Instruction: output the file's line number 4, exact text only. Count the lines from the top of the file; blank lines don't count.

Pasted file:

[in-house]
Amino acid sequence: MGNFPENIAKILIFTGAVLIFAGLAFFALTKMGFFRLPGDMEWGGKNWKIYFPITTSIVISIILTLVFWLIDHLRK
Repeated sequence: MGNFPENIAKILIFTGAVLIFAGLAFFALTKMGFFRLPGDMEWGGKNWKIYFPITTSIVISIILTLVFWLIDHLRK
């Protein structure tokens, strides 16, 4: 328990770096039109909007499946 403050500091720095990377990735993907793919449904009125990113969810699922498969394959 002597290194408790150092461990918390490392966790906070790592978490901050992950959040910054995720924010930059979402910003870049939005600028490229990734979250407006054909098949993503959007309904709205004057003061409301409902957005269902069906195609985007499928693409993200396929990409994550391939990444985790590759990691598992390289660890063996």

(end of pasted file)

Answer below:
């Protein structure tokens, strides 16, 4: 328990770096039109909007499946 403050500091720095990377990735993907793919449904009125990113969810699922498969394959 002597290194408790150092461990918390490392966790906070790592978490901050992950959040910054995720924010930059979402910003870049939005600028490229990734979250407006054909098949993503959007309904709205004057003061409301409902957005269902069906195609985007499928693409993200396929990409994550391939990444985790590759990691598992390289660890063996």